Sorry to have to say this, but late-career Al Pacino is sort of cheesy and mildly creepy. I guess I'd pinpoint the evolution as beginning two decades ago with his Oscar-winning role in "Scent of a Woman," which he seemed to take as a mandate to overact forthwith. Sure, he's made some decent flicks in the meantime -- "Heat," "Donnie Brasco," "The Insider" -- but whatever it was that placed him among the best of his generation has diminished in intensity over the years. Ironically, it's by bringing all of that to the table that Pacino absolutely nails his title role in the otherwise formulaic "Danny Collins," offering up his best performance in quite some time as an aging music icon hoping to recapture his passion and make his third act matter.
Collins' odyssey is set into motion upon receiving a fan letter from John Lennon 40 years late, inspiring the weary entertainer to shelve his extravagant lifestyle, ditch his trophy fiancée, and check into a New Jersey Hilton for a bit of redemption. He's hoping to write a new song for the first time in decades, but his real dream is to connect with his estranged son (Bobby Cannavale). You can write the rest: rejections, relapses, setbacks, and joys, while still finding time to woo the adorably uninterested hotel manager (Annette Bening).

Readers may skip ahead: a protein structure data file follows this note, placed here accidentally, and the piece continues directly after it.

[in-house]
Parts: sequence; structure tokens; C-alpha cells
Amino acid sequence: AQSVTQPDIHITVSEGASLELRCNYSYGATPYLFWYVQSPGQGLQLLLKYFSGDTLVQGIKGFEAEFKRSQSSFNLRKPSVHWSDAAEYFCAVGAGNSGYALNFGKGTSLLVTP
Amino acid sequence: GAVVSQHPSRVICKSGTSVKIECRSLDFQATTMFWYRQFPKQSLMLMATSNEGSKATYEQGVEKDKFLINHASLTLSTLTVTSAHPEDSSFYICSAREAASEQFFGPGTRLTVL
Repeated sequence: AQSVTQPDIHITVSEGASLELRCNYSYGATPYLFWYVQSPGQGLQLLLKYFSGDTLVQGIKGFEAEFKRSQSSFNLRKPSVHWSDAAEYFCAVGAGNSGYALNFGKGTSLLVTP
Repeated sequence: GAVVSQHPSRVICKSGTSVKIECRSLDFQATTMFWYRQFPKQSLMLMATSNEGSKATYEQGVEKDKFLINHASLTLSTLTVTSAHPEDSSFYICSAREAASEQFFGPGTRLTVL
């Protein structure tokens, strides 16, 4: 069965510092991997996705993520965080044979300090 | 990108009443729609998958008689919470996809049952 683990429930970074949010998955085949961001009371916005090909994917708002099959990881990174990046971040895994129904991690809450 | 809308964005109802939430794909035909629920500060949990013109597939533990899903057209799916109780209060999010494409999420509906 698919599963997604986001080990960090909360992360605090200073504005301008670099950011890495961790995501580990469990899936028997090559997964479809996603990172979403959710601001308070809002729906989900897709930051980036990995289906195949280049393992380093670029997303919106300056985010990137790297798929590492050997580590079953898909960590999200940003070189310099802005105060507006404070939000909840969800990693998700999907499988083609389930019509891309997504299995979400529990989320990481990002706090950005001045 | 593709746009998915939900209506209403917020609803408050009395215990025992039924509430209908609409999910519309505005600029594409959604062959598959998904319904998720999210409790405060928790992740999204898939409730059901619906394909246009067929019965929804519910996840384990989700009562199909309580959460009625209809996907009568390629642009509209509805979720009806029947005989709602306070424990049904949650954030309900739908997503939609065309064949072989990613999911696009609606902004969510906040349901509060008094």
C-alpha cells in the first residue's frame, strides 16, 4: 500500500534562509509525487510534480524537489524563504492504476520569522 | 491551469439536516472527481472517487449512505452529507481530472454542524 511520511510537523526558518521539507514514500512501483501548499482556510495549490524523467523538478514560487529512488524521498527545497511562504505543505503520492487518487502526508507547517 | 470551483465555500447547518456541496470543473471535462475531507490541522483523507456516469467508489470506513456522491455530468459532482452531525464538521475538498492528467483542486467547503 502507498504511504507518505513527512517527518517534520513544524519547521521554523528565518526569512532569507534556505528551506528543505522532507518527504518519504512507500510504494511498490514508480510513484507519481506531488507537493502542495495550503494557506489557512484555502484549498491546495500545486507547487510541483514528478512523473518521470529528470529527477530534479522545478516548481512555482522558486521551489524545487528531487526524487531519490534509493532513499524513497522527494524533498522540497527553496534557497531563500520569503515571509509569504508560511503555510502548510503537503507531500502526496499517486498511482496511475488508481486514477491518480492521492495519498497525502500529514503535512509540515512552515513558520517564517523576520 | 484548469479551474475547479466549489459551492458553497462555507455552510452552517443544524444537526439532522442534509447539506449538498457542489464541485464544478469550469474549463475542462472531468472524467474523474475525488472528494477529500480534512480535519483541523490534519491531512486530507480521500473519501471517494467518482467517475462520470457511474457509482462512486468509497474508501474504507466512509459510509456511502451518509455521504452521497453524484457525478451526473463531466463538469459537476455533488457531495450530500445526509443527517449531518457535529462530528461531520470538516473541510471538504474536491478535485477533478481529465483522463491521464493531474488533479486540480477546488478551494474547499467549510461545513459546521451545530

Unfortunately, first-time filmmaker Dan Fogelman (he also wrote the script for "Crazy, Stupid, Love") doesn't miss an opportunity for emotionally manipulative plot contrivance, like learning disabilities and terminal illness, but his impeccable casting hides a multitude of sins. Pacino is wonderful, underplaying even the quietest moments and conveying Collins' entrenched decency, especially in his scenes with the note-perfect Cannavale. And Pacino enjoys surprisingly excellent chemistry with Bening, who is as clever and charming as she's ever been. I haven't even mentioned ringers like Jennifer Garner and Christopher Plummer, saddled with dialogue no 85-year-old should have to utter but still sparkling like a star.